By Kevin Sweeney
Coming off an exciting run to the WNIT Championship Game a season ago, Northwestern women’s basketball is in its final stages of preparation for the 2019-20 season. With four starters and all but one rotation player returning from a season ago, expectations are very high for this team as they look to get back to the NCAA Tournament for the first time since 2015 and just the second time since the turn of the millennium.
“It gives us a little bit of a head start,” head coach Joe McKeown said Friday. “Some of the things we had to put in the past couple of years, they already know.”
The lone departure is an important one: Pallas Kunaiyi-Akpanah was perhaps the best center in the Big Ten, an absolute force on the inside who also set the tone for this team with her energy and leadership. The First Team All-Big Ten honoree wrapped up her Wildcat career as the second-best rebounder in program history, and no one player can replicate what she brought to the table.
While McKeown was quick to note that he has never coached anyone like Kunaiyi-Akpanah, he did express excitement about having a deeper, more athletic team with lots of lineup versatility. Here are some notes from our Friday conversation with him, as well as sophomores Veronica Burton and Courtney Shaw:
Making Sense of the Frontcourt
With three potential All-Big Ten caliber guards returning in Burton, Lindsey Pulliam, and Jordan Hamilton, the ‘Cats shouldn’t have much difficulty putting the ball in the basket. However, the graduation of Kunaiyi-Akpanah leaves a gigantic hole in the frontcourt, and working through different options up front will be a large part of McKeown’s goals for non-conference play.
“We feel like we have a couple of different lineups that we like,” McKeown said. “But until you get battle-tested, you just don’t know.”
Senior Abbie Wolf seems like the early favorite to start at center next to fellow senior Abi Scheid, and for good reason. Wolf played very well down the stretch for the ‘Cats, including back-to-back games with 15 points in March against Iowa and Michigan State.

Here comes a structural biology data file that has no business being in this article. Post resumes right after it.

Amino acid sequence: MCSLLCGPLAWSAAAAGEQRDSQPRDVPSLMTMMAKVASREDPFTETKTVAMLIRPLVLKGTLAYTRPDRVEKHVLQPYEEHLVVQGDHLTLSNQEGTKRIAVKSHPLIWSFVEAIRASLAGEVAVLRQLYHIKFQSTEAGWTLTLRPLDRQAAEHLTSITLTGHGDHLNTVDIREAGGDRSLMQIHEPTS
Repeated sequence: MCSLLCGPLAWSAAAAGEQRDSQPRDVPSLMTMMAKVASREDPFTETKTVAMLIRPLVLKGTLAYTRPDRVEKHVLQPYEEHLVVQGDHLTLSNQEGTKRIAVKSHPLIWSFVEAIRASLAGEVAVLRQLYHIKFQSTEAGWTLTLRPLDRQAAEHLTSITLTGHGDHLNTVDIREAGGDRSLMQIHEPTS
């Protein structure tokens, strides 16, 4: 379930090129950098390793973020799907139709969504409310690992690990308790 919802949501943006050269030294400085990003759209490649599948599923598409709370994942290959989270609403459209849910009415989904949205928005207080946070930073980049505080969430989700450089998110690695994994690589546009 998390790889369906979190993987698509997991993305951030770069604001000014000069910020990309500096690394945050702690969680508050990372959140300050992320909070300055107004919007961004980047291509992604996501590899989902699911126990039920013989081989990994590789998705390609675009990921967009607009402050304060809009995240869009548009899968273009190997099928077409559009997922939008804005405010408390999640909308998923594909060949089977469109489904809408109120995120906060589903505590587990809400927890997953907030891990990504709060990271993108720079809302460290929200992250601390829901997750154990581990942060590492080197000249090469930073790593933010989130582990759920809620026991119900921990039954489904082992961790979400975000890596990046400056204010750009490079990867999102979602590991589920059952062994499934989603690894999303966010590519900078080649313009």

“She’s the one player we have that can defend in the Big Ten inside the paint, block shots, and she’s really skilled offensively,” McKeown said. “We expect a lot from her.”
McKeown also discussed the possibility of playing some smaller lineups with Scheid at center. While it wouldn’t be Northwestern’s best defensive lineup, putting her at the five would create all kinds of mismatches and open things up for Northwestern’s guards to have open driving lanes.
Shaw a Potential X-Factor
Another frontcourt option is sophomore forward Courtney Shaw, who played sparingly in her first year on campus. McKeown raved about Shaw’s growth this summer, calling her “probably the most improved player in our program”.
“She has a little bit of that Pallas ‘I’m going to try to get every rebound’ in her,” McKeown said. “When she goes after the ball, it’s like a hurricane coming through.”
In the short amount of practice time we watched, Shaw certainly looked impressive. She’s clearly an elite athlete who can really run the floor, and seemed to be playing with a lot more confidence than she had a season ago.
“I always thought I had the physical ability to play at this level,” Shaw said. “I learned from Pallas and the other older players on my team is you have to come ready to practice every day.”
Shaw’s role seems to be centered on giving the ‘Cats a boost on the glass and running the floor. McKeown noted that she can step out to about 15 feet with her jump shot, but that playing around the rim remains her strength.
Defenses Wins Championships
Northwestern rated as the best defense in the Big Ten in conference games a season ago, and optimism is high that the defense can continue to play at a high level into the 2019-20 season. McKeown’s patented “Blizzard” defense is a matchup zone that thrives on forcing turnovers, and the ‘Cats have plenty of defensive playmakers in the backcourt that can help turn defense into offense.
It has been something that’s been crucial for me ever since I was growing up,” Burton said. “Getting points off turnovers really gets the momentum going and helps getting us flow.”
Pulliam, Hamilton, Burton, and sophomore wing Sydney Wood all return having collected over 30 steals a season ago. While the first three get most of the praise, Wood has a chance to be a key player thanks to her abilities on the defensive end.
“She’s one of the best defensive players in the conference,” McKeown said. “I feel like she can guard anybody.”
Being able to bring a lockdown defender off the bench is a huge luxury, and Wood’s versatility also makes her an asset– McKeown said he’s comfortable playing her at three different positions.
Finishing possessions with defensive rebounds will be critical, but McKeown is confident that the ‘Cats can remain one of the best defenses in the conference.
The Wildcats’ season gets underway on November 6 as the ‘Cats host Lewis in an exhibition game. WNUR Sports is your flagship home for Northwestern women’s basketball all season long!